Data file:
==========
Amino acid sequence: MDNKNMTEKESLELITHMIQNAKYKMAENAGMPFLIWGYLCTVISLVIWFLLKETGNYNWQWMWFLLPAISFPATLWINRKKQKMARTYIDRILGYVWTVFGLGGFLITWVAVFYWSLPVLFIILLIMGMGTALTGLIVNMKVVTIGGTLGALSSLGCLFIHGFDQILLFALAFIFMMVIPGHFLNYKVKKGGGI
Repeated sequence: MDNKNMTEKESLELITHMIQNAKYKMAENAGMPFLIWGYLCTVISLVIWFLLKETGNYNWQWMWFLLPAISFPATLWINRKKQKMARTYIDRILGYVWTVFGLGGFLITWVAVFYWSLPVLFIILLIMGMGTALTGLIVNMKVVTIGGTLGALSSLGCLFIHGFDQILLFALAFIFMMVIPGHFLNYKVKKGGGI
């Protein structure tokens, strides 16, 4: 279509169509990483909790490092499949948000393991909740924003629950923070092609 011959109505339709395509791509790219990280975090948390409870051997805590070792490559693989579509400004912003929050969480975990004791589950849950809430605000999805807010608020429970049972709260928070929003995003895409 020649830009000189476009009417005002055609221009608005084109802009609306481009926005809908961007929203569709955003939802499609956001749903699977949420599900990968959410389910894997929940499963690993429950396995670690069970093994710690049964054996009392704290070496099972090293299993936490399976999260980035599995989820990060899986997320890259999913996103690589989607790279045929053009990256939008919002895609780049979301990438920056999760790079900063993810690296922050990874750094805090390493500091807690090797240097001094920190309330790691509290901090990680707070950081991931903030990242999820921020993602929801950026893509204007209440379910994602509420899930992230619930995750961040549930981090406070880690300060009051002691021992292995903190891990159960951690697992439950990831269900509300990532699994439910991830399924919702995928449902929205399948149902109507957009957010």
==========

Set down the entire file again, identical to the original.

Amino acid sequence: MDNKNMTEKESLELITHMIQNAKYKMAENAGMPFLIWGYLCTVISLVIWFLLKETGNYNWQWMWFLLPAISFPATLWINRKKQKMARTYIDRILGYVWTVFGLGGFLITWVAVFYWSLPVLFIILLIMGMGTALTGLIVNMKVVTIGGTLGALSSLGCLFIHGFDQILLFALAFIFMMVIPGHFLNYKVKKGGGI
Repeated sequence: MDNKNMTEKESLELITHMIQNAKYKMAENAGMPFLIWGYLCTVISLVIWFLLKETGNYNWQWMWFLLPAISFPATLWINRKKQKMARTYIDRILGYVWTVFGLGGFLITWVAVFYWSLPVLFIILLIMGMGTALTGLIVNMKVVTIGGTLGALSSLGCLFIHGFDQILLFALAFIFMMVIPGHFLNYKVKKGGGI
């Protein structure tokens, strides 16, 4: 279509169509990483909790490092499949948000393991909740924003629950923070092609 011959109505339709395509791509790219990280975090948390409870051997805590070792490559693989579509400004912003929050969480975990004791589950849950809430605000999805807010608020429970049972709260928070929003995003895409 020649830009000189476009009417005002055609221009608005084109802009609306481009926005809908961007929203569709955003939802499609956001749903699977949420599900990968959410389910894997929940499963690993429950396995670690069970093994710690049964054996009392704290070496099972090293299993936490399976999260980035599995989820990060899986997320890259999913996103690589989607790279045929053009990256939008919002895609780049979301990438920056999760790079900063993810690296922050990874750094805090390493500091807690090797240097001094920190309330790691509290901090990680707070950081991931903030990242999820921020993602929801950026893509204007209440379910994602509420899930992230619930995750961040549930981090406070880690300060009051002691021992292995903190891990159960951690697992439950990831269900509300990532699994439910991830399924919702995928449902929205399948149902109507957009957010």